Toyota can’t be blamed for a lack of effort: The 2018 Toyota Camry Hybrid is dripping with it.
From the creased hood and cascading brow to the Modernist center console enclosed by flickers of chrome, the mid-size stalwart is anything but lazy.
Namely, how the nickel-metal hydride battery setup in the XLE Hybrid would fare in providing real-world fuel economy.
Also, what kind of Camry Hybrid can customers expect to find on dealers’ lots? After all, the early pre-production prototypes we drove were rough around the edges in a few places.
The results are mixed, we found.
Thirst things first
Before we set out on our drive, we topped off the tank and reset the trip meter. Our heads told us that the world is a better place when computers give us overall mileage; our guts told us to trust, but verify.
The EPA said we wouldn’t use much gasoline anyway. The 2018 Toyota Camry XLE Hybrid we tested is rated by the feds at 44 mpg city, 47 highway, 46 combined.
Winding Colorado roads, stop-and-go Denver traffic, and exurban stretches at the base of the Rocky Mountain foothills gave us a reasonable overall sample—but draining the tank would have required a jog to Utah and back.
The Toyota Camry should be familiar to anyone not living on the moon for the last four decades or so.
The 2018 Camry takes the same mid-size formula for Toyota’s best-selling car—comfortable seating for four adults, quiet interior, demure performance—and adds electrons.
2018 Toyota CamryEnlarge Photo
There’s nothing thrilling about the Camry, and that’s OK. Sometimes a car is just a car.
The evolution here is that the Camry makes a strenuous effort to be stylish, a departure from previous generations.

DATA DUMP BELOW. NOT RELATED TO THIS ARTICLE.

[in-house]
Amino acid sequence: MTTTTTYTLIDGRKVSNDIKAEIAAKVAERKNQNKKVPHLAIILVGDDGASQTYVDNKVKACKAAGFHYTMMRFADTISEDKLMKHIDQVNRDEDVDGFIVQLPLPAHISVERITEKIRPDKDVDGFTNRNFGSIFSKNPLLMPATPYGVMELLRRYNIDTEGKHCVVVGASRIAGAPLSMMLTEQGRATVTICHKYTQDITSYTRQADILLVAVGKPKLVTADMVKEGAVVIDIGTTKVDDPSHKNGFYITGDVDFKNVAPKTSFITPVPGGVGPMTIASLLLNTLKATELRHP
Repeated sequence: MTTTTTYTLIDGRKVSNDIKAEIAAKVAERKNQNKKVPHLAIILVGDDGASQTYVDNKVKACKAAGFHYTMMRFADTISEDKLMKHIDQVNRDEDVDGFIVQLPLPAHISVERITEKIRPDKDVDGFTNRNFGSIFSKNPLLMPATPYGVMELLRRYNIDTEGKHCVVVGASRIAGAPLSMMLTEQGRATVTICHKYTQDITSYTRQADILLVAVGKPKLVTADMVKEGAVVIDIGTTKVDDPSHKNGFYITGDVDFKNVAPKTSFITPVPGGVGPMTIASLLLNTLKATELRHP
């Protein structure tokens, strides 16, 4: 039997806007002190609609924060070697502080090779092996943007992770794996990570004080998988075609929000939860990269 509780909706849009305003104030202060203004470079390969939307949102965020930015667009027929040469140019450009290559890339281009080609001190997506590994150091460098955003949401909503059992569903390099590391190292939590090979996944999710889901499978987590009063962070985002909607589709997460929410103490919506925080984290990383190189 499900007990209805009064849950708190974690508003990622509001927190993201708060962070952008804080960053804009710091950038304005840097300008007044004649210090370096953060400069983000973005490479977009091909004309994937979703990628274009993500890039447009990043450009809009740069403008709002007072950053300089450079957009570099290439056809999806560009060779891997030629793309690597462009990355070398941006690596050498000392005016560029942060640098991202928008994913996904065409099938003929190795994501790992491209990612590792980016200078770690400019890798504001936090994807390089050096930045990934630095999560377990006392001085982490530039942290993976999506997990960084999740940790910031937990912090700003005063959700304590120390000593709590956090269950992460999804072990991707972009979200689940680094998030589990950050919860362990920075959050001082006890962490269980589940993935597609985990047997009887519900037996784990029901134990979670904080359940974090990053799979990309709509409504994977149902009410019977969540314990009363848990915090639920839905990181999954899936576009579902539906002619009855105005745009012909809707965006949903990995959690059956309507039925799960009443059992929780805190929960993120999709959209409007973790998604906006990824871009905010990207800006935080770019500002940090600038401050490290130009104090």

There is honest-to-goodness art here, but some of the Camry’s outward styling elements exist only to serve themselves. For example, there’s no reason for the lower nose to look that complicated. Full stop.
Other elements like the subtle curve over the rear roof pillar look just fine.
The hybrid version doesn’t get its own dedicated look, just a couple of badges around the car. If you’re looking to wear your green on your shirtsleeve, the Camry Hybrid ain’t it.
The Camry Hybrid is powered by an Atkinson-cycle 2.5-liter inline-4 paired to an 88-kw electric motor and 1.6-kwh battery pack. The total system output is 206 horsepower—153 kw in new money, if you prefer.
That power is shuffled through an electronically controlled two-motor hybrid system that substitutes for the transmission.
It's programmed to hold the Camry Hybrid in the sweet spot for efficiency that inadvertently trains drivers to use the right pedal judiciously. Hammer on the throttle and the Camry Hybrid gets noisier—though not initially faster.
Thanks to the batteries, the Camry never feels short on power, but it often feels like it’s catching up to the driver.
Tapping the Camry into Sport mode increases throttle response but doesn’t subvert physics: all of the safety, fuel saving, and comfort tech makes this Camry weigh 3,571 pounds in this configuration.
Despite our efforts into goading the Camry into something it isn’t (a racecar), its hybrid system excelled at what it is (fuel-efficient). Our calculators confirmed what the onboard mpg computer showed: just over 50 mpg combined on a 150-mile journey in a mix of highway, urban, and suburban driving.